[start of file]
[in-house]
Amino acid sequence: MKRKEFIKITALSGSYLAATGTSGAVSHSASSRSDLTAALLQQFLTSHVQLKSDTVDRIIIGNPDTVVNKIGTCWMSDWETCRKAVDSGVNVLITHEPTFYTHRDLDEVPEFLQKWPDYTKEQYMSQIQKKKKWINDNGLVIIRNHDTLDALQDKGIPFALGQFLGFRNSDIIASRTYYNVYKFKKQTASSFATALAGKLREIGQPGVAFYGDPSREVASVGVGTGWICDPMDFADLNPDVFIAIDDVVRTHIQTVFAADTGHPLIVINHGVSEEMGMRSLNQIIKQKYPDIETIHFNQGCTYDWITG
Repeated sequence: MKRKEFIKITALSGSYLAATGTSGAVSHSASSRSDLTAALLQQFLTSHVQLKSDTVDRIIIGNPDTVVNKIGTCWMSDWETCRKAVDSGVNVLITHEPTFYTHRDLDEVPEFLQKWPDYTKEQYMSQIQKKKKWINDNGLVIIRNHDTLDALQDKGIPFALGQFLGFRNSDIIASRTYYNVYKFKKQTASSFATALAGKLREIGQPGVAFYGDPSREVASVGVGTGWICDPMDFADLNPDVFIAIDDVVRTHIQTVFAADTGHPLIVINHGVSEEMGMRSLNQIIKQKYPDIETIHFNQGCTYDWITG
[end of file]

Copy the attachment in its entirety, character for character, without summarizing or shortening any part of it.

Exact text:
[in-house]
Amino acid sequence: MKRKEFIKITALSGSYLAATGTSGAVSHSASSRSDLTAALLQQFLTSHVQLKSDTVDRIIIGNPDTVVNKIGTCWMSDWETCRKAVDSGVNVLITHEPTFYTHRDLDEVPEFLQKWPDYTKEQYMSQIQKKKKWINDNGLVIIRNHDTLDALQDKGIPFALGQFLGFRNSDIIASRTYYNVYKFKKQTASSFATALAGKLREIGQPGVAFYGDPSREVASVGVGTGWICDPMDFADLNPDVFIAIDDVVRTHIQTVFAADTGHPLIVINHGVSEEMGMRSLNQIIKQKYPDIETIHFNQGCTYDWITG
Repeated sequence: MKRKEFIKITALSGSYLAATGTSGAVSHSASSRSDLTAALLQQFLTSHVQLKSDTVDRIIIGNPDTVVNKIGTCWMSDWETCRKAVDSGVNVLITHEPTFYTHRDLDEVPEFLQKWPDYTKEQYMSQIQKKKKWINDNGLVIIRNHDTLDALQDKGIPFALGQFLGFRNSDIIASRTYYNVYKFKKQTASSFATALAGKLREIGQPGVAFYGDPSREVASVGVGTGWICDPMDFADLNPDVFIAIDDVVRTHIQTVFAADTGHPLIVINHGVSEEMGMRSLNQIIKQKYPDIETIHFNQGCTYDWITG